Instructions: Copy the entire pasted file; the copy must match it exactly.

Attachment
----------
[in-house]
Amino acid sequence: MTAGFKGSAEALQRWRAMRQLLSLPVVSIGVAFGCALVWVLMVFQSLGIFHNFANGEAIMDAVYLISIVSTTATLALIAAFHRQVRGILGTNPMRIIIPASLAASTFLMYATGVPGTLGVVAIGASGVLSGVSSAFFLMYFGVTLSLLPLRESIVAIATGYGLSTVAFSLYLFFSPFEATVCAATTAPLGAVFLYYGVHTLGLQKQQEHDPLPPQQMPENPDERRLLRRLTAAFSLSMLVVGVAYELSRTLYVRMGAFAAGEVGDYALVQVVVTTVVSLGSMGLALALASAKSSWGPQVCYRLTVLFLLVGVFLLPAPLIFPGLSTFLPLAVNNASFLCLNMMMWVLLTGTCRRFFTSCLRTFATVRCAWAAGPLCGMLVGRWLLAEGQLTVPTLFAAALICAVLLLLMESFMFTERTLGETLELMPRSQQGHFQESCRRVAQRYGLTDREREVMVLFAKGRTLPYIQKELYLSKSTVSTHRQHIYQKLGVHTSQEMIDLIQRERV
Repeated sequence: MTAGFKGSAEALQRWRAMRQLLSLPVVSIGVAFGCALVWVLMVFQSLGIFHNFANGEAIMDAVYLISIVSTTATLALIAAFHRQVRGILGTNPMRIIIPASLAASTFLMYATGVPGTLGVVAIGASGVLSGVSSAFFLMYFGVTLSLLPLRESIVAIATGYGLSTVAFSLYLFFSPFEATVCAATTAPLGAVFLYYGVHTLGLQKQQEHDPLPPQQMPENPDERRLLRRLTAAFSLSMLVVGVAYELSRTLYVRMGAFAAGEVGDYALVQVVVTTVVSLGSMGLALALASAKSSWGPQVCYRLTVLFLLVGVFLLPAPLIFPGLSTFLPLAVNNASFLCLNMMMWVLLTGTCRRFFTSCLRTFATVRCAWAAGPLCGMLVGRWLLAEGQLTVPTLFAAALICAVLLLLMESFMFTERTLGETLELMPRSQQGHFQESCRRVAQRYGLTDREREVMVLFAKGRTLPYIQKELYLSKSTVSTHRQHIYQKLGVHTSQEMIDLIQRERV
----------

[in-house]
Amino acid sequence: MTAGFKGSAEALQRWRAMRQLLSLPVVSIGVAFGCALVWVLMVFQSLGIFHNFANGEAIMDAVYLISIVSTTATLALIAAFHRQVRGILGTNPMRIIIPASLAASTFLMYATGVPGTLGVVAIGASGVLSGVSSAFFLMYFGVTLSLLPLRESIVAIATGYGLSTVAFSLYLFFSPFEATVCAATTAPLGAVFLYYGVHTLGLQKQQEHDPLPPQQMPENPDERRLLRRLTAAFSLSMLVVGVAYELSRTLYVRMGAFAAGEVGDYALVQVVVTTVVSLGSMGLALALASAKSSWGPQVCYRLTVLFLLVGVFLLPAPLIFPGLSTFLPLAVNNASFLCLNMMMWVLLTGTCRRFFTSCLRTFATVRCAWAAGPLCGMLVGRWLLAEGQLTVPTLFAAALICAVLLLLMESFMFTERTLGETLELMPRSQQGHFQESCRRVAQRYGLTDREREVMVLFAKGRTLPYIQKELYLSKSTVSTHRQHIYQKLGVHTSQEMIDLIQRERV
Repeated sequence: MTAGFKGSAEALQRWRAMRQLLSLPVVSIGVAFGCALVWVLMVFQSLGIFHNFANGEAIMDAVYLISIVSTTATLALIAAFHRQVRGILGTNPMRIIIPASLAASTFLMYATGVPGTLGVVAIGASGVLSGVSSAFFLMYFGVTLSLLPLRESIVAIATGYGLSTVAFSLYLFFSPFEATVCAATTAPLGAVFLYYGVHTLGLQKQQEHDPLPPQQMPENPDERRLLRRLTAAFSLSMLVVGVAYELSRTLYVRMGAFAAGEVGDYALVQVVVTTVVSLGSMGLALALASAKSSWGPQVCYRLTVLFLLVGVFLLPAPLIFPGLSTFLPLAVNNASFLCLNMMMWVLLTGTCRRFFTSCLRTFATVRCAWAAGPLCGMLVGRWLLAEGQLTVPTLFAAALICAVLLLLMESFMFTERTLGETLELMPRSQQGHFQESCRRVAQRYGLTDREREVMVLFAKGRTLPYIQKELYLSKSTVSTHRQHIYQKLGVHTSQEMIDLIQRERV